Leafs officially the Toronto Maple Leaf Hockey Club. They compete in the National Hockey League (NHL) as a member of the Atlantic Division of the Eastern Conference. The club owned by Maple Leaf Sports & Entertainment, Ltd. and represented by Chairman Larry Tanenbaum. Some fascinating facts about the Toronto Maple Leafs are listed below.
- One of the original Hockey teams in the National Hockey League. Leafs won two Stanley Cups in the NHL’s first five years
- In 1977, the NHL passed a rule that officially required teams to stitch the names of players on their jersey alongside their number.
- Ballard fulfilled his club’s obligations by stitching blue names onto the blue road jerseys and white names onto the white home jerseys.
- Team star Darryl Sittler got a little too involved with the league’s player’s union, Imlach took exception and opted to make his life hell.
- Leafs have ranked dead last in three of the past four years.
- Darryl Sittler took a trainer’s scissors and cut the “C,” a revered symbol of leadership in the hockey world, off of his jersey. In a letter of resignation, he said he could no longer lead the team amidst the present environment.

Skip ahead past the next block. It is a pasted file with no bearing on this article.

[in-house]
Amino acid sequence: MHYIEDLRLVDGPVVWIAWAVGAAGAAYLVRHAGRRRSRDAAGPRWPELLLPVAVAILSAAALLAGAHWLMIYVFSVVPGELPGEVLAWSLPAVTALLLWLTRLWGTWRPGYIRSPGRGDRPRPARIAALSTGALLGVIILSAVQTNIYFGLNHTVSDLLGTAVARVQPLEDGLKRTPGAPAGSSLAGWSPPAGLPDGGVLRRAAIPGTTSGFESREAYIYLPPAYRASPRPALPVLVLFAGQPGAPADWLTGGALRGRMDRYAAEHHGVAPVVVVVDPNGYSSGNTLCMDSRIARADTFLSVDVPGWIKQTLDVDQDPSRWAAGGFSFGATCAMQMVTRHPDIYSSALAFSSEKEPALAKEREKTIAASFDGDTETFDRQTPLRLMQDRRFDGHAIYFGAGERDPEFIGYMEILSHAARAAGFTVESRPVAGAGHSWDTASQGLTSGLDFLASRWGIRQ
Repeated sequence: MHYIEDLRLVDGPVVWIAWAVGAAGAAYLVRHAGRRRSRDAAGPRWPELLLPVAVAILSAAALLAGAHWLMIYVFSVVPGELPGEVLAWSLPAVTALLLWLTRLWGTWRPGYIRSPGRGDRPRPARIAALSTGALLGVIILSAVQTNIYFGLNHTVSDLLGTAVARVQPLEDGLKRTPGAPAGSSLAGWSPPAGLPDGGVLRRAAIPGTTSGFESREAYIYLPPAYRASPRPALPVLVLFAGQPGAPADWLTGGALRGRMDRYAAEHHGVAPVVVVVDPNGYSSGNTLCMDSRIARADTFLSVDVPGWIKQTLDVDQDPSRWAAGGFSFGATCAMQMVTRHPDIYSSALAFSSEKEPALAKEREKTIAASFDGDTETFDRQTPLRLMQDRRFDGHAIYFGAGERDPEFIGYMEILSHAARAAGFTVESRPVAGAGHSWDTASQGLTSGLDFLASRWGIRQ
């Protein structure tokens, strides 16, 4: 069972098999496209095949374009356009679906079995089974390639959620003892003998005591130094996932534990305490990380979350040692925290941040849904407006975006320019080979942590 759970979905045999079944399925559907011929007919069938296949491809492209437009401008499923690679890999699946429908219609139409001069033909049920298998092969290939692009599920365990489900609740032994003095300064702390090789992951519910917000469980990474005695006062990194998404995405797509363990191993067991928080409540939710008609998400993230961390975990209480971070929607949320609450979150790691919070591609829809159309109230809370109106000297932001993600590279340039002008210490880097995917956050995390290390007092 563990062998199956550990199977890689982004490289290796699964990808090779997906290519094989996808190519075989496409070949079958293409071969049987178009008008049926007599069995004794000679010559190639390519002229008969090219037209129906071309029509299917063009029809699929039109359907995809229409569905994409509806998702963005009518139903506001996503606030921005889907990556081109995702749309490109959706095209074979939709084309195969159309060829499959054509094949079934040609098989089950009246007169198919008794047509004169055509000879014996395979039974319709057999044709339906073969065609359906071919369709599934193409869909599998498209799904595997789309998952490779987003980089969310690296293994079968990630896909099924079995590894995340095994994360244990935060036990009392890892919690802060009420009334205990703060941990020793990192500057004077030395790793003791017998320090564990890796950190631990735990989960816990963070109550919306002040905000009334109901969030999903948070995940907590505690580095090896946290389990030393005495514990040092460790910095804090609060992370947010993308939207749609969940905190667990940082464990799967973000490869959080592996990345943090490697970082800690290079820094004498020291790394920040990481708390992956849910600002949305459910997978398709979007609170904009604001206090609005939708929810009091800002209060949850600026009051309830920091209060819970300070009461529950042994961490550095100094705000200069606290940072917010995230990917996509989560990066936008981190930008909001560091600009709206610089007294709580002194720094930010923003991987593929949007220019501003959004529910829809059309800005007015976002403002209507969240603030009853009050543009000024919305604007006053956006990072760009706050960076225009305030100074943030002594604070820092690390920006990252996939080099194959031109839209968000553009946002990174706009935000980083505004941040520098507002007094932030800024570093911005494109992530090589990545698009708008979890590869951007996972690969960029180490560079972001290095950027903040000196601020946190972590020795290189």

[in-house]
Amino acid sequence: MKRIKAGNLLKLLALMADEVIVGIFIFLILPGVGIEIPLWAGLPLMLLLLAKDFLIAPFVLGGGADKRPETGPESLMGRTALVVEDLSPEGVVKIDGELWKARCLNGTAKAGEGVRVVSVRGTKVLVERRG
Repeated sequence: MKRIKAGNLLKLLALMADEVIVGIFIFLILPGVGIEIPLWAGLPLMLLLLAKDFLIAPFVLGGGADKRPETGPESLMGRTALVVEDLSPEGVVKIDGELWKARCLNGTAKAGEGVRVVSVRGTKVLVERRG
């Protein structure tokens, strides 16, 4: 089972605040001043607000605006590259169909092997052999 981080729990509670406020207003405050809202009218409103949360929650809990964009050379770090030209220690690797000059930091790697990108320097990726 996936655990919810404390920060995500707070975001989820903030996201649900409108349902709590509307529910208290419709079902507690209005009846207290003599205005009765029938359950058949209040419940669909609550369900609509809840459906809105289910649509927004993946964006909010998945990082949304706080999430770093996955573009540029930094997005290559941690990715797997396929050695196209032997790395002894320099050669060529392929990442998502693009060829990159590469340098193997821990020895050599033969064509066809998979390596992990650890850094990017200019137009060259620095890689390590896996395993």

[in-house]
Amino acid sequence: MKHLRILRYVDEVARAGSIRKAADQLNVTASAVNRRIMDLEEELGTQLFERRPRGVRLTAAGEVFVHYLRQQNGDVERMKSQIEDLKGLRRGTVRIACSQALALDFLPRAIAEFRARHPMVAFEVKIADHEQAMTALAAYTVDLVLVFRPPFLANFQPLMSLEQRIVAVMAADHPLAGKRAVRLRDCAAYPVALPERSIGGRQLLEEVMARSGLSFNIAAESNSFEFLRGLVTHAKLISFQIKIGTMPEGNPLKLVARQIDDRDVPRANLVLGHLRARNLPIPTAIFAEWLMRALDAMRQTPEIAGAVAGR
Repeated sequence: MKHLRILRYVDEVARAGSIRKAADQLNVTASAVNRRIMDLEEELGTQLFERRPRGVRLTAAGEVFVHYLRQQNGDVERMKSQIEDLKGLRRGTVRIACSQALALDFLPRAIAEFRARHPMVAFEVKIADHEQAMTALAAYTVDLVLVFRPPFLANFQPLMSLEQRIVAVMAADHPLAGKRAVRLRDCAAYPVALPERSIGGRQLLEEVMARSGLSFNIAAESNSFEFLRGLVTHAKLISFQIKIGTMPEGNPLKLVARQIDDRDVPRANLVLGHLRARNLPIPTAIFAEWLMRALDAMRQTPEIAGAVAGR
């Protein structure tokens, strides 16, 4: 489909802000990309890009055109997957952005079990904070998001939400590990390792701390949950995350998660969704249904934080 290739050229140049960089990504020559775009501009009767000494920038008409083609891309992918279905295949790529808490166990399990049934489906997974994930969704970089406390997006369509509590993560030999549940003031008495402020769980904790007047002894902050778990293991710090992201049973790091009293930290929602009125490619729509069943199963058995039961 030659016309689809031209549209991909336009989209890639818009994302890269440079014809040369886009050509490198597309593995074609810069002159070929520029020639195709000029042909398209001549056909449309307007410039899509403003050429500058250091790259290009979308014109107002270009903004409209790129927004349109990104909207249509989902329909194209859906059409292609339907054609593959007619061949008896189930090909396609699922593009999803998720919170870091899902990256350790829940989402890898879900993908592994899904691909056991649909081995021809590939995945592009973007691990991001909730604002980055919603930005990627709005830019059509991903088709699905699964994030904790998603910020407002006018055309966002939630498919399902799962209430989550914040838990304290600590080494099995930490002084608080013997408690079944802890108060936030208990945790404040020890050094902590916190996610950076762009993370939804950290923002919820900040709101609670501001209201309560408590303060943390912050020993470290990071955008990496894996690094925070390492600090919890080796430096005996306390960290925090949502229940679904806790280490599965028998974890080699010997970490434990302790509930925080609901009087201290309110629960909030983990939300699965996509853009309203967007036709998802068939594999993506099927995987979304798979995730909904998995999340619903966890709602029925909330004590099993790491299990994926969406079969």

- Toronto is the largest city in Canada, and at 2.6 million residents, it is the 5th most populous city in North America.
- Team Remain One Of The Wealthiest Teams Despite Lack Of Winning Culture.
- Leafs fans live and die with their team, and their abundance can be annoying at times, especially when they are taking over the BB&T Center at Panthers’ home games. The fact that they rank a stiff 12 out of 10 on the hockey fan measure.
- Leafs Haven’t Won A Stanley Cup Since 1967.
The Maple Leafs history coincides with the formation of the NHL, and it can all traced back to the “man responsible for the formation of the NHL” Eddie Livingstone. Before there was the NHL, there was the National Hockey Association (NHA), and Eddie Livingstone was the owner of the Toronto Blueshirts. The other NHA owners so despised Livingstone that they broke off and formed the NHL without him.
The break was supposed to be temporary, so hockey could continue to be played while the NHA owners negotiated with Livingstone whatever it was they arranged back then. When it was clear that Livingstone was not going to move from whatever his position was, the NHL owners who still held the majority in the NHA voted to permanently shut the NHA down and move forward with their new league.